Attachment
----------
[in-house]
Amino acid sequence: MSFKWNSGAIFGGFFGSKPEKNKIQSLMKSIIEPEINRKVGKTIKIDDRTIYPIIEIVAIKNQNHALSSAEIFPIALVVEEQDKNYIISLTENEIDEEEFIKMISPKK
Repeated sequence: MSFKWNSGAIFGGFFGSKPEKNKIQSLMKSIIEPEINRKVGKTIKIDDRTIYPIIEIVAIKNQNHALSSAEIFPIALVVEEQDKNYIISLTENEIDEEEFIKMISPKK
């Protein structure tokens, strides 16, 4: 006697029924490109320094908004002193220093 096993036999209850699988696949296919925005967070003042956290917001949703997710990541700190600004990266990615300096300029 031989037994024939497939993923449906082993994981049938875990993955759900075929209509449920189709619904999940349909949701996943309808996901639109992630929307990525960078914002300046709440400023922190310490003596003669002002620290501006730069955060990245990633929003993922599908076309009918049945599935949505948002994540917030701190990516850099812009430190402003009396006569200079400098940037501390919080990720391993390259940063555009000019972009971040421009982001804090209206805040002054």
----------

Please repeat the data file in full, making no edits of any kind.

[in-house]
Amino acid sequence: MSFKWNSGAIFGGFFGSKPEKNKIQSLMKSIIEPEINRKVGKTIKIDDRTIYPIIEIVAIKNQNHALSSAEIFPIALVVEEQDKNYIISLTENEIDEEEFIKMISPKK
Repeated sequence: MSFKWNSGAIFGGFFGSKPEKNKIQSLMKSIIEPEINRKVGKTIKIDDRTIYPIIEIVAIKNQNHALSSAEIFPIALVVEEQDKNYIISLTENEIDEEEFIKMISPKK
């Protein structure tokens, strides 16, 4: 006697029924490109320094908004002193220093 096993036999209850699988696949296919925005967070003042956290917001949703997710990541700190600004990266990615300096300029 031989037994024939497939993923449906082993994981049938875990993955759900075929209509449920189709619904999940349909949701996943309808996901639109992630929307990525960078914002300046709440400023922190310490003596003669002002620290501006730069955060990245990633929003993922599908076309009918049945599935949505948002994540917030701190990516850099812009430190402003009396006569200079400098940037501390919080990720391993390259940063555009000019972009971040421009982001804090209206805040002054």